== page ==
Professor Jay Clayton
Fall, 1996 - MWF 9:10-10:00
Write on one of the following topics. Papers should be 4-5
pages in length and are due in class, Friday, September 20.
1. In Paul Auster's City of Glass, the narrator makes the following comment: "Since this story is based entirely on facts, the author feels it his duty not to overstep the bounds of the verifiable, to resist at all costs the perils of invention" (135). Write an essay on one of the four novels we have read discussing the status of factuality in the book. What thematic and formal benefits accrue from the novel's particular way of creating the illusion of actuality?
2. Another quote from Auster's City of Glass: "‘For
now, I am still Peter Stillman. That is not my real name. I cannot say
who I will be tomorrow. Each day is new, and each day I am born again'"
(26). Write an essay on one of the four novels we have read discussing
the question of identity in the book. Consider such issues as the
relationship between names and identity; the means of developing, changing,
or transforming identity; the social constraints on identity; the instability
or permanence of identity.
Write on one of the following topics. Please discuss books
from the second half of the semester (from Proulx to Ford). Papers
should be 5-6 pages in length and are due in class, Monday, December 9.
1. Discuss the use of style in two of the novels we have read. Does the use of language in these books reinforce explicit thematic issues? Or do some aspects of the style set up a counter perspective to the principal theme and thus create a second, alternative level of meaning in the text? In thinking about style, you may focus on imagery, rhythm, sentence structure, repetition, allusion, code-switching, or other forms of word play and language patterning.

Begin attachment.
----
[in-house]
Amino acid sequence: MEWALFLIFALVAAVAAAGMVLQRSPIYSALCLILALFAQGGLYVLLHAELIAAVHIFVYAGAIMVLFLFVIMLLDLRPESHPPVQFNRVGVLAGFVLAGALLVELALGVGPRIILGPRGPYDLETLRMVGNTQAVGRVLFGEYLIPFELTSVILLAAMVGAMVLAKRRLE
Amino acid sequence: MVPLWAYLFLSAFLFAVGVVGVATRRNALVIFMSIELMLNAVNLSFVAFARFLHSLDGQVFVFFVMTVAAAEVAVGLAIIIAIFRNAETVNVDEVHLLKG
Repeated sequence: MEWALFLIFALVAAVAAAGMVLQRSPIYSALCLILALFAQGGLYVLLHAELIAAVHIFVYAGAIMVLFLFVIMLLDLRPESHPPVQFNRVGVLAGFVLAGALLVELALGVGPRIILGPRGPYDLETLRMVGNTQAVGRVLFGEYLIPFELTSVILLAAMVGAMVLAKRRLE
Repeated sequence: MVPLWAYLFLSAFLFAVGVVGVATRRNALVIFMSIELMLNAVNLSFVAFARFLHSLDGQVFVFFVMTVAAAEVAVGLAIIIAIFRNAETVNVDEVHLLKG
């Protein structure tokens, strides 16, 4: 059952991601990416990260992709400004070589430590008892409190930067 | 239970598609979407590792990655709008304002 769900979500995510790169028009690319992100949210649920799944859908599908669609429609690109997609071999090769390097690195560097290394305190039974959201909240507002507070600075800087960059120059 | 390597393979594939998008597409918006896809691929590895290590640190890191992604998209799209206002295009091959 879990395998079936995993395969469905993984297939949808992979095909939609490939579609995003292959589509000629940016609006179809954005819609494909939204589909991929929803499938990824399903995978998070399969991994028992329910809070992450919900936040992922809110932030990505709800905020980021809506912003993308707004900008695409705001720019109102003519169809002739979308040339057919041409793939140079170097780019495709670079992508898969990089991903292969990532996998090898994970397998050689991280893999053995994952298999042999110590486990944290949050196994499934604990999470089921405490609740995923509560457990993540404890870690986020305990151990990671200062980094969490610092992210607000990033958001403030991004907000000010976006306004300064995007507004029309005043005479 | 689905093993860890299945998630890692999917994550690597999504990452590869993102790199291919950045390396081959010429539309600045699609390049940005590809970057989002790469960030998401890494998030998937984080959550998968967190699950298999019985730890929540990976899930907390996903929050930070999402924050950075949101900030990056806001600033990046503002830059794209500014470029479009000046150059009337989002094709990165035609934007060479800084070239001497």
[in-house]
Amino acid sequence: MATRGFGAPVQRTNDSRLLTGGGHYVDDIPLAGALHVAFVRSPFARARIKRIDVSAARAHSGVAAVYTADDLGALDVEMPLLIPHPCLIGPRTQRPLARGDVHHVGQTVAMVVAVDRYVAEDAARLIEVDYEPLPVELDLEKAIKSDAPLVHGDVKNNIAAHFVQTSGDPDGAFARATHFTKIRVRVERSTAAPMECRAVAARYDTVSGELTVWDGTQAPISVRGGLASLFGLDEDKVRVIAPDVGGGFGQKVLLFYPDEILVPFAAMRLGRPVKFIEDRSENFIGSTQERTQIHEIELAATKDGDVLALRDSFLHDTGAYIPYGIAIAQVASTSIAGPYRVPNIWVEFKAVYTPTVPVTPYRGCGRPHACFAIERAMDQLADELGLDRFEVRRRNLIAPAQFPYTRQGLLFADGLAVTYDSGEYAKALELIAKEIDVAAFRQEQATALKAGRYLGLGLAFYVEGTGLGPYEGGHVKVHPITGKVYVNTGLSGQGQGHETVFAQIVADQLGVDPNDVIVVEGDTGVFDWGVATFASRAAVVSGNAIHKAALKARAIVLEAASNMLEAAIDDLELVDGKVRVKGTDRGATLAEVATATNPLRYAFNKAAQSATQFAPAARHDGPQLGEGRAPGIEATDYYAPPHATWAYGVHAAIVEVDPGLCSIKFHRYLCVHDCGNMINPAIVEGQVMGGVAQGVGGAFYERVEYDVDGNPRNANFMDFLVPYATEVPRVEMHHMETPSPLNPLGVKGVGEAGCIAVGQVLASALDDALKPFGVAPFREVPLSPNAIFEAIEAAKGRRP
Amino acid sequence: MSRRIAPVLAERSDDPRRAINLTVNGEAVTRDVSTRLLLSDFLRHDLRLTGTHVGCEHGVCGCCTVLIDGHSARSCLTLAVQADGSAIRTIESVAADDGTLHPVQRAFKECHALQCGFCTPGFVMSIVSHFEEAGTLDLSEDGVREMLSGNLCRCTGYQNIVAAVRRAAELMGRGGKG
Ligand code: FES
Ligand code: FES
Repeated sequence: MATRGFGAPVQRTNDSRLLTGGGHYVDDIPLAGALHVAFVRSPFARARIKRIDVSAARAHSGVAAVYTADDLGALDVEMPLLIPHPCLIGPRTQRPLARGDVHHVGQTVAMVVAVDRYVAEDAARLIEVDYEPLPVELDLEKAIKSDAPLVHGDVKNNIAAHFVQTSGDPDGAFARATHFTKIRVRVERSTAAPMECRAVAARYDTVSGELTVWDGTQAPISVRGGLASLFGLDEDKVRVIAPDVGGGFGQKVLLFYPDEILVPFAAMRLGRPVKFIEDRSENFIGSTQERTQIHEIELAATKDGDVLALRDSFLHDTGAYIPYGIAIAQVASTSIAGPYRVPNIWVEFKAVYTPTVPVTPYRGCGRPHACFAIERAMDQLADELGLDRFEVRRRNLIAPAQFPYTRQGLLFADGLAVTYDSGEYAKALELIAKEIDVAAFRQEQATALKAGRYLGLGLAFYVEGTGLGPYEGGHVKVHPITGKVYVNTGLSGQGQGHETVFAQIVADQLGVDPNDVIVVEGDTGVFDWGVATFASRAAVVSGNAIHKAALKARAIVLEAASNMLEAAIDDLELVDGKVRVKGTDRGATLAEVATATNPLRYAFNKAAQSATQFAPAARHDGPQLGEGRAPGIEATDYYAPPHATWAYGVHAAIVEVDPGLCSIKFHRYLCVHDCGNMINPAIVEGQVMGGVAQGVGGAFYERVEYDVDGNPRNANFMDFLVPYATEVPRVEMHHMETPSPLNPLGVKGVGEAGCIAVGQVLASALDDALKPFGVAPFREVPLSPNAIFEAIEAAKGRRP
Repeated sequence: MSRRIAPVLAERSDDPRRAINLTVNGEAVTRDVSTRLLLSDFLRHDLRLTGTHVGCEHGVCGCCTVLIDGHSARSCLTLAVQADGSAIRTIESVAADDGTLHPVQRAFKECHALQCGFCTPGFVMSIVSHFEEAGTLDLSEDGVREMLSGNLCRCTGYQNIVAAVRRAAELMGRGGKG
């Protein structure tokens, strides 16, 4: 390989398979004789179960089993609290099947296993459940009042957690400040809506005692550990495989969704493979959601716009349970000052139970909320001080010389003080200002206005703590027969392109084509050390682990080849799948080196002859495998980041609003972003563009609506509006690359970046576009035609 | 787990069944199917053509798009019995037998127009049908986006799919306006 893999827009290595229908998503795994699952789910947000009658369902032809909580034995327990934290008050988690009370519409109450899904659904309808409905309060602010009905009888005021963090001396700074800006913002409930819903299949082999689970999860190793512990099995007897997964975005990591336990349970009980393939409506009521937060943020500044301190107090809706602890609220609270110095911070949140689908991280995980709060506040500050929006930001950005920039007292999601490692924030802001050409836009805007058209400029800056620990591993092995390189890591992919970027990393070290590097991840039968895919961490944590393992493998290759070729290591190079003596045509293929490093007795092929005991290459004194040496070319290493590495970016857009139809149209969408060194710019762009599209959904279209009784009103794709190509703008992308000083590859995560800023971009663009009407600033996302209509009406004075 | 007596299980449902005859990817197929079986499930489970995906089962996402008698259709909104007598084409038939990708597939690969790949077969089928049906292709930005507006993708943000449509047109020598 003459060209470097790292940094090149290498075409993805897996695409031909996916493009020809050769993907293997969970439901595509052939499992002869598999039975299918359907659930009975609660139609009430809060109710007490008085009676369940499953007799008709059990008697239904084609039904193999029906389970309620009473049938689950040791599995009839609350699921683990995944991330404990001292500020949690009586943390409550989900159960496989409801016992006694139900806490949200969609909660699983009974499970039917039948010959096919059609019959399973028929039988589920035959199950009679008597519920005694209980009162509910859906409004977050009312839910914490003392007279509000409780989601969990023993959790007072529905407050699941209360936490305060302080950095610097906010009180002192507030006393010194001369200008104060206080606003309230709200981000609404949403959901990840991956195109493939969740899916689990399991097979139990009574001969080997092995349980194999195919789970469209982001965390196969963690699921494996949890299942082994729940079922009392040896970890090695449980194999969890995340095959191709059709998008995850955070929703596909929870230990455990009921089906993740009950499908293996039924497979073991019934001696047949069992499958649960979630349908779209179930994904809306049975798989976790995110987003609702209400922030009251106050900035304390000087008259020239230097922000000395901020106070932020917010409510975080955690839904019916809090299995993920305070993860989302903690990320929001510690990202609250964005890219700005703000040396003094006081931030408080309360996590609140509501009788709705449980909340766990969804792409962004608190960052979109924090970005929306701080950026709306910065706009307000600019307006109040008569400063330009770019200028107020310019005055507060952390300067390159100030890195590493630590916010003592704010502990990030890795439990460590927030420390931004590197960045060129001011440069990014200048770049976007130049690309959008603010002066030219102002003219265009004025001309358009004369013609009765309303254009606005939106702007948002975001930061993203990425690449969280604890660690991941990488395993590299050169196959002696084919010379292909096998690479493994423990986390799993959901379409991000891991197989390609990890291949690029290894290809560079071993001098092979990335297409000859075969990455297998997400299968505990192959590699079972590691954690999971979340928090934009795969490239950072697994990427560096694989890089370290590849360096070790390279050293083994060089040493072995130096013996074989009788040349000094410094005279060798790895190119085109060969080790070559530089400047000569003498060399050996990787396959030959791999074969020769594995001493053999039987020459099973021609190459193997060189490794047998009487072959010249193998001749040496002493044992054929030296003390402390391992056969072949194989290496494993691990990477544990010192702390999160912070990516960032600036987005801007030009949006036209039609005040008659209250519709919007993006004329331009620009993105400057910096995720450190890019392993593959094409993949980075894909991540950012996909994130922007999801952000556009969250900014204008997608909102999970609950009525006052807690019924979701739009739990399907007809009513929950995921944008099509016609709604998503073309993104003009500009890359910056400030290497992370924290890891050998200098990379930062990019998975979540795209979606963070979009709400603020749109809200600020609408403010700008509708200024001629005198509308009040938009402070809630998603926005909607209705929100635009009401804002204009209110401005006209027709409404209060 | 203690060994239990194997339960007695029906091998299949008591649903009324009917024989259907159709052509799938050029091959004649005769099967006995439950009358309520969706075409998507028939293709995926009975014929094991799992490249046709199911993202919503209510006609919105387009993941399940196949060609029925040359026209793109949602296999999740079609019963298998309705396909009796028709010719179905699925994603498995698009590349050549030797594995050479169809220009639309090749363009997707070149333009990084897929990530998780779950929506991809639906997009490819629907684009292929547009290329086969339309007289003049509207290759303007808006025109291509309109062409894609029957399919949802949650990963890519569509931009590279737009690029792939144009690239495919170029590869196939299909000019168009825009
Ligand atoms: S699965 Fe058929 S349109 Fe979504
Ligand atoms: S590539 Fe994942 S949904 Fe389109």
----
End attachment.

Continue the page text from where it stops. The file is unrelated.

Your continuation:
2. Discuss the handling of time in two novels. Ask yourself the same kind of questions about the temporal scheme of the books as those about style in the first topic. In thinking about time, you may consider temporal gaps, flashbacks, flash forwards, decisions about pacing (does the narrative move slowly, minute-by-minute, or skim over long periods of time in a few sentences?), intermixing of different time periods, etc.
3. Discuss the cultural inscription of gender in two characters, one female, the other male. The characters may be in the same book or from two different books.
4. Discuss the relationship between racial identity and national
identity in two characters. The characters may be in the same book
or from two different books.
to Jay Clayton's Home Page Return
to English 234 - Syllabus
Return to Vanderbilt English Department Page Return to Vanderbilt University Main Page
last modified 9/22/96